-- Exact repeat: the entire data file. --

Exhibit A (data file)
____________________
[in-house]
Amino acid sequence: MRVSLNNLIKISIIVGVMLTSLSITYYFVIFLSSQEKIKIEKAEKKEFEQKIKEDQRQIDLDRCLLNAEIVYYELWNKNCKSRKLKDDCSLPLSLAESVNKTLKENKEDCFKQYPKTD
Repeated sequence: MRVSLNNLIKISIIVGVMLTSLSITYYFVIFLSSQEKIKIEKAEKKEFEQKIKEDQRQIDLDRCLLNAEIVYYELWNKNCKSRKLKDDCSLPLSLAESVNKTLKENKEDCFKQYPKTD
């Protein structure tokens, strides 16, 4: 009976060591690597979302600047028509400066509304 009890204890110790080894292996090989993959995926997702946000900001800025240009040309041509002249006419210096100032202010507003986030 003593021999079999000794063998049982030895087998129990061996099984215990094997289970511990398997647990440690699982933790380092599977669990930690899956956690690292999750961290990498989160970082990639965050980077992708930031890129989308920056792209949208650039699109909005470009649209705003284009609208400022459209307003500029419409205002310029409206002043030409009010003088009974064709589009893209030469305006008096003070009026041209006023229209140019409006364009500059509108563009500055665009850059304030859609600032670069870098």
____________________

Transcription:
[in-house]
Amino acid sequence: MRVSLNNLIKISIIVGVMLTSLSITYYFVIFLSSQEKIKIEKAEKKEFEQKIKEDQRQIDLDRCLLNAEIVYYELWNKNCKSRKLKDDCSLPLSLAESVNKTLKENKEDCFKQYPKTD
Repeated sequence: MRVSLNNLIKISIIVGVMLTSLSITYYFVIFLSSQEKIKIEKAEKKEFEQKIKEDQRQIDLDRCLLNAEIVYYELWNKNCKSRKLKDDCSLPLSLAESVNKTLKENKEDCFKQYPKTD
């Protein structure tokens, strides 16, 4: 009976060591690597979302600047028509400066509304 009890204890110790080894292996090989993959995926997702946000900001800025240009040309041509002249006419210096100032202010507003986030 003593021999079999000794063998049982030895087998129990061996099984215990094997289970511990398997647990440690699982933790380092599977669990930690899956956690690292999750961290990498989160970082990639965050980077992708930031890129989308920056792209949208650039699109909005470009649209705003284009609208400022459209307003500029419409205002310029409206002043030409009010003088009974064709589009893209030469305006008096003070009026041209006023229209140019409006364009500059509108563009500055665009850059304030859609600032670069870098």